The project is composed of developers, currently around a thousand (2003). Each of them takes care of their own niche in the project, be it package maintenance, writing documentation or maintaining the infrastructure. Package maintainers have jurisdiction over their own packages and usually only co-maintain packages that aren't easy to handle by a single person, while other tasks are almost always done by smaller groups of collaborating developers.

Developers use many mailing lists to discuss topics of interest, resolve issues and form common policies. They also use a public bug tracking system, both for issues with packages and for problems with project infrastructure or policies.

A Project Leader is elected once per year. The Debian Project Leader has several special powers, but this power is far from absolute and is rarely utilized. The leader can be recalled, or a decision reversed, by a vote of the developers under the General Resolution process, but again this is seldom done in practice.

The Leader sometimes delegates authority to other developers in order for them to perform specialized tasks. Generally this means that a leader delegates someone to start a new group for a new task, and gradually a team gets formed that carries on doing the work and regularly expands or reduces their ranks as they think is best and as the circumstances allow.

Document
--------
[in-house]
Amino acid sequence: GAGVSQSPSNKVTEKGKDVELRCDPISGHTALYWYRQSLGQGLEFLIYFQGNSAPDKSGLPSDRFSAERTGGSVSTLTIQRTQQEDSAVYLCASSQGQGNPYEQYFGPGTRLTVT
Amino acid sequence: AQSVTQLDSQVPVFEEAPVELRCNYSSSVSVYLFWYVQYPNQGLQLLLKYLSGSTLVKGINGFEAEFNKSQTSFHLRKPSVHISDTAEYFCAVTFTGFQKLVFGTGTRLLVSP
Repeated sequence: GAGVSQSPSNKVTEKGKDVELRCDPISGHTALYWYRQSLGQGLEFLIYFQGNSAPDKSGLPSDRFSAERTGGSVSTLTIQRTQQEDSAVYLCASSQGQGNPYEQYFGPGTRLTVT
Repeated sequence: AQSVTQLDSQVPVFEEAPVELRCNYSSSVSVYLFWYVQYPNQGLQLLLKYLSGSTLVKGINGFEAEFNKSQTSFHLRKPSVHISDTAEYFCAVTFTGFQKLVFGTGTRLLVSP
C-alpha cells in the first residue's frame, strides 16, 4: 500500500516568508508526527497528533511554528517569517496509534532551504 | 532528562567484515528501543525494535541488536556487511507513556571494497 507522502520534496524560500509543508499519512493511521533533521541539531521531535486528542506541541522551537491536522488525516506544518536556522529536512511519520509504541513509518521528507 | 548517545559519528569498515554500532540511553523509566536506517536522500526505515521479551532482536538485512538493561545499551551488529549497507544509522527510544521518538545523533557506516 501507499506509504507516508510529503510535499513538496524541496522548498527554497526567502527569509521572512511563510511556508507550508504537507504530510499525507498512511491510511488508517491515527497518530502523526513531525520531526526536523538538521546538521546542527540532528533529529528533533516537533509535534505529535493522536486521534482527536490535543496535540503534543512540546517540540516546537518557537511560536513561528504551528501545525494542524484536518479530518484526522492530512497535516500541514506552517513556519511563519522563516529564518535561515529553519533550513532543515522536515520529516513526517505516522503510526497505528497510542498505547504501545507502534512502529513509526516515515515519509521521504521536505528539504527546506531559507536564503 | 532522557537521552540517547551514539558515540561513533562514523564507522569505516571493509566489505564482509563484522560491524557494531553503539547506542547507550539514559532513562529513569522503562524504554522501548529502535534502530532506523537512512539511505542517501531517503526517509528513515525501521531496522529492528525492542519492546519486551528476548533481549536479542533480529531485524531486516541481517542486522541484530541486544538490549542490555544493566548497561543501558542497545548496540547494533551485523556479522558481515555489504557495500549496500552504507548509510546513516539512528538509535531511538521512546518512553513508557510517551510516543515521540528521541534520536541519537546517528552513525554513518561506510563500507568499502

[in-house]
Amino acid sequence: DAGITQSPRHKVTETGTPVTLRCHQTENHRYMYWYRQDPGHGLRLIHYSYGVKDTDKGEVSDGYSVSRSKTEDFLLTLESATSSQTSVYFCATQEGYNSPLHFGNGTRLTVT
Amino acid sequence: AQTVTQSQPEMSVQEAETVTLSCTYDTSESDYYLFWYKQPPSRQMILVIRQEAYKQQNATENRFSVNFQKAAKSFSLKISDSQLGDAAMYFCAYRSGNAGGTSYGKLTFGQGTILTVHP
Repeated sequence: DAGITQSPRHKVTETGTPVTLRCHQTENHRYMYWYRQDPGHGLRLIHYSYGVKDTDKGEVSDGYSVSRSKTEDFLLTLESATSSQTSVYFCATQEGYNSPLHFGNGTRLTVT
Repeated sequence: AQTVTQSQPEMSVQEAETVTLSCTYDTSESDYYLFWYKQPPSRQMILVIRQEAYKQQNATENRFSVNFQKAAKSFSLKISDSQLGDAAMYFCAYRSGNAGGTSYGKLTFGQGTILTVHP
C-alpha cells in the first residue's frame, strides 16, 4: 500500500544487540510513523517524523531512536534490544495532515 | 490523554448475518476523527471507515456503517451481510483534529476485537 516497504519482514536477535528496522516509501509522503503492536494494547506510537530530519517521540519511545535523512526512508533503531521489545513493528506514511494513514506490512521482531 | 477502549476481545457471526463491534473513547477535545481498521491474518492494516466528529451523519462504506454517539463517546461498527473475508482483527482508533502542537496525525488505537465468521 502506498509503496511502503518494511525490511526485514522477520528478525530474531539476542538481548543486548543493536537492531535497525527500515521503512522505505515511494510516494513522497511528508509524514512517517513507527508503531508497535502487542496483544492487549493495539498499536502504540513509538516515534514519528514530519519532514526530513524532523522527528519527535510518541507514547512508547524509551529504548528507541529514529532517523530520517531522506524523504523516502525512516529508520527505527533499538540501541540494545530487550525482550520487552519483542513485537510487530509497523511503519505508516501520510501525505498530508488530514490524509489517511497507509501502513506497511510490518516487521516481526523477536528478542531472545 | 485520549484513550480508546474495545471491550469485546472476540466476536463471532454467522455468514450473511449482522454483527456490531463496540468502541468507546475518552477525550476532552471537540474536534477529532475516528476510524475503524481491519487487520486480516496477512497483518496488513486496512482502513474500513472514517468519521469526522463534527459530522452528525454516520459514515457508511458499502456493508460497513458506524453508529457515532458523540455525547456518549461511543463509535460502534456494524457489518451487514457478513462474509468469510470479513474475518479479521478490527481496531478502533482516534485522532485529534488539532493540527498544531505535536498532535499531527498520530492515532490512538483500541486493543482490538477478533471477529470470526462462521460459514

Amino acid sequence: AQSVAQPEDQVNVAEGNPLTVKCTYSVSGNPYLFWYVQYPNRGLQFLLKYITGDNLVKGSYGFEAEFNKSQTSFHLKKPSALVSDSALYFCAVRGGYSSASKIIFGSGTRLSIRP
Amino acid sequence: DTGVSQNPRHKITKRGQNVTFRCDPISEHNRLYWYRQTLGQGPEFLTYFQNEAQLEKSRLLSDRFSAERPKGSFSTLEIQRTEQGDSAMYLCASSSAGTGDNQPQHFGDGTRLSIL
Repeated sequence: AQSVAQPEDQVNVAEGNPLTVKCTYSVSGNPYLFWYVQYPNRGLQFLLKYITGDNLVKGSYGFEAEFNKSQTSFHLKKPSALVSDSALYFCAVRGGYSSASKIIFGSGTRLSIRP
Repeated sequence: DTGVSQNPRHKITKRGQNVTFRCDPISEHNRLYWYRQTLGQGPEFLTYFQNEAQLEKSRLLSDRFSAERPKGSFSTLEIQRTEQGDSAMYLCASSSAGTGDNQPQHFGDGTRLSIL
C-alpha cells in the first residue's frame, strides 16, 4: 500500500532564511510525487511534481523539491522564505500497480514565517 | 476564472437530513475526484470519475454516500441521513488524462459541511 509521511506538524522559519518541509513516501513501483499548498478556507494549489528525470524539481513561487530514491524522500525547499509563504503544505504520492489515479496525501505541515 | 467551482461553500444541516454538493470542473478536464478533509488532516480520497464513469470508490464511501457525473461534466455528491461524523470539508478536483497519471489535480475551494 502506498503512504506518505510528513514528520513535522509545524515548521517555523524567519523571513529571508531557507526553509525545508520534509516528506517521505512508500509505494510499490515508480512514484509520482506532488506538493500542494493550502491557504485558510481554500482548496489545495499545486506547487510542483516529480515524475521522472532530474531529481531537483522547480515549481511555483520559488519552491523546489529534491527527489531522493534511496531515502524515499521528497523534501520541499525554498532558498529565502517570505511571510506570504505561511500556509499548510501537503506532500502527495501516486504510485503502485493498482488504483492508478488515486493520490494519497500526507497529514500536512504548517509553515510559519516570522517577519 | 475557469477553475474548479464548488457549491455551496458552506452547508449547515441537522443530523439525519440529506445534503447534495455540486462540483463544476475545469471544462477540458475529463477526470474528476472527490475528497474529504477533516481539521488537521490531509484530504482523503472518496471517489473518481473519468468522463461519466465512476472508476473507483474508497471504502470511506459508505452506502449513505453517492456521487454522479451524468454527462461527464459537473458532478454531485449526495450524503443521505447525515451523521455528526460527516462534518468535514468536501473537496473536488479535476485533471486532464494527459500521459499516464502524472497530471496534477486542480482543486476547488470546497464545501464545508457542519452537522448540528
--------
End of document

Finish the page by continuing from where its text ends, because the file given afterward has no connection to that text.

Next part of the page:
Perhaps a more important person to Debian than the Leader is the Release Manager, who sets goals for the next "stable" release, supervises the process, and makes the final decision as to when to release.

A list of many important positions in the Debian Project is available at the Debian organization web page.

Developer Recruitment, Motivation, and Resignation

The Debian Project has a steady influx of applicants wishing to become Developers. These applicants must undergo an elaborate vetting process which establishes their identity, motivation, understanding of the Project's goals (embodied in the Social Contract), and technical competence. More information on the "New Maintainer" process is available at the Debian New Maintainer page.

Debian Developers join the Project for any number of reasons; some that have been cited in the past include:

Debian Developers may resign their positions at any time by orphaning the packages they were responsible for and sending a notice to the developers and the keyring maintainer (so that their upload authorization can be revoked).

Debian package life cycle